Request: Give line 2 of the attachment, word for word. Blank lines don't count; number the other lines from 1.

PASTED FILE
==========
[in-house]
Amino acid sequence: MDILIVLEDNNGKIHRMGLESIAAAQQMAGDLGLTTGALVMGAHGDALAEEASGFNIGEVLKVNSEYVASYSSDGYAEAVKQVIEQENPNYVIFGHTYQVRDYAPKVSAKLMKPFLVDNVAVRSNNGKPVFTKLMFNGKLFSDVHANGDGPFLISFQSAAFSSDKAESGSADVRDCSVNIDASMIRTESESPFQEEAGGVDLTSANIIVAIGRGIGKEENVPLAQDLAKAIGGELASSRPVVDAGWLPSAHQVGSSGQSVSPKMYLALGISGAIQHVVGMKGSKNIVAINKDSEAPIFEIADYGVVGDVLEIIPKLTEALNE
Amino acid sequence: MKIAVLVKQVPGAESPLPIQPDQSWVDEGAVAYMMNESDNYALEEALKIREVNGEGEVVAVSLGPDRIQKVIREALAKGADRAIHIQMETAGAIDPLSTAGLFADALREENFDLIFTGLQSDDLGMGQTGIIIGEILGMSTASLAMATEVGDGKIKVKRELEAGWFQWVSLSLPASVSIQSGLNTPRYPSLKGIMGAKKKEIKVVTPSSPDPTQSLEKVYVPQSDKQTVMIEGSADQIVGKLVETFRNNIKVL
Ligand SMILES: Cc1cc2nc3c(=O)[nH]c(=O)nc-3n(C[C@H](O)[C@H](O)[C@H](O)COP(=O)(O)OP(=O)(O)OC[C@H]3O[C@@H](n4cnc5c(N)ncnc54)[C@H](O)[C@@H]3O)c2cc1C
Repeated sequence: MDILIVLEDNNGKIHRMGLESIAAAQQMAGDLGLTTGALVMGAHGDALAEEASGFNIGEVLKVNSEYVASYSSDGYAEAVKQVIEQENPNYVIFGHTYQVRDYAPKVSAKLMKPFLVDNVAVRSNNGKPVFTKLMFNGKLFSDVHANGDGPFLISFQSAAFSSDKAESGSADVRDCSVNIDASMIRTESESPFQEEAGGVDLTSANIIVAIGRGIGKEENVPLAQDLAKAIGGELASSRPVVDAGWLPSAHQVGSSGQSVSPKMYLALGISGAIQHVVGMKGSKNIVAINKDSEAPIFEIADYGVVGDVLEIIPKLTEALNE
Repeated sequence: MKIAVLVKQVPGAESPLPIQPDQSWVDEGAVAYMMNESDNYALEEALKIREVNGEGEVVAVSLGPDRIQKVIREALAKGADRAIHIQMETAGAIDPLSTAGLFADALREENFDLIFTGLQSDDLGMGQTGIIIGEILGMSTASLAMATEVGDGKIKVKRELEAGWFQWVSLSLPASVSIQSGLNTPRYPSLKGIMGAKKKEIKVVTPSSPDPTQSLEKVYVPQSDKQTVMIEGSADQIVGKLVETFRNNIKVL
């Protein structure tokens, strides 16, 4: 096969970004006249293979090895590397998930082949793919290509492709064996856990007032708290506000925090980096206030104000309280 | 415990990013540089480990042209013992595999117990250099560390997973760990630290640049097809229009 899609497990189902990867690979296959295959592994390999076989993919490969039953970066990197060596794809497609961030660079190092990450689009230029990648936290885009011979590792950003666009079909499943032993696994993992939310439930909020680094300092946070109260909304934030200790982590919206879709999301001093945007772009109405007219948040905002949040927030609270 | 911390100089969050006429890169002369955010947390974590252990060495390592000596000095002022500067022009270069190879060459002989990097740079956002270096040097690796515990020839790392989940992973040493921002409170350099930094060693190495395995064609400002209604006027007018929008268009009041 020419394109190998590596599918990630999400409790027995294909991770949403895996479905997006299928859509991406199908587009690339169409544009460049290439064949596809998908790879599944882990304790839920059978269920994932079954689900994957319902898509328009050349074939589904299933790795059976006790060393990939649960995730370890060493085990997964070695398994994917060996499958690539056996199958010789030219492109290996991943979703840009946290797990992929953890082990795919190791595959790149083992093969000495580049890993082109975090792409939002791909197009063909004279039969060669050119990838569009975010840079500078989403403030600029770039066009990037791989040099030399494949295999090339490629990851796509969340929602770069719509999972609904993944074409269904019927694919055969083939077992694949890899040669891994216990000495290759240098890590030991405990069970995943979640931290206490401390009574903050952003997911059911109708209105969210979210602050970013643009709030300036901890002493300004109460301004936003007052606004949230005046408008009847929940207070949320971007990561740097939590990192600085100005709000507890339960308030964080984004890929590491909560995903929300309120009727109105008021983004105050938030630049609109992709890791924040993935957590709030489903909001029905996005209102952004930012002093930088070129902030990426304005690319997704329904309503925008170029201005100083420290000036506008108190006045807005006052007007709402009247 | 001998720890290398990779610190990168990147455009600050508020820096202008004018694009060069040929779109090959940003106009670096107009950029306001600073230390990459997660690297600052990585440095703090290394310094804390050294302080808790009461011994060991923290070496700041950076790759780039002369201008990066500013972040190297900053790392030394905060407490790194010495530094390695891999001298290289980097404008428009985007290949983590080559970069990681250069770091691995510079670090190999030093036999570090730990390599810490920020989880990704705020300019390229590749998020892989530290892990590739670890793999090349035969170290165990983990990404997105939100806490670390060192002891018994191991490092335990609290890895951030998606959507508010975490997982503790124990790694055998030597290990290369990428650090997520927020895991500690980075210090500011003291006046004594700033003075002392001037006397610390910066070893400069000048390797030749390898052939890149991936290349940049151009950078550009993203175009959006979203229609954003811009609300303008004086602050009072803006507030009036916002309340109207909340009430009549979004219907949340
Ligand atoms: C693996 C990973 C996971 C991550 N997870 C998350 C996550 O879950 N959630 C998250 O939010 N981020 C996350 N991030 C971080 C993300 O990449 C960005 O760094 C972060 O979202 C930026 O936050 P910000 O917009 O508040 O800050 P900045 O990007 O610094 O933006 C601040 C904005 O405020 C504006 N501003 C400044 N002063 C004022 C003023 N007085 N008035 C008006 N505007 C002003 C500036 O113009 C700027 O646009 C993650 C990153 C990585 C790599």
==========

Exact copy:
Amino acid sequence: MDILIVLEDNNGKIHRMGLESIAAAQQMAGDLGLTTGALVMGAHGDALAEEASGFNIGEVLKVNSEYVASYSSDGYAEAVKQVIEQENPNYVIFGHTYQVRDYAPKVSAKLMKPFLVDNVAVRSNNGKPVFTKLMFNGKLFSDVHANGDGPFLISFQSAAFSSDKAESGSADVRDCSVNIDASMIRTESESPFQEEAGGVDLTSANIIVAIGRGIGKEENVPLAQDLAKAIGGELASSRPVVDAGWLPSAHQVGSSGQSVSPKMYLALGISGAIQHVVGMKGSKNIVAINKDSEAPIFEIADYGVVGDVLEIIPKLTEALNE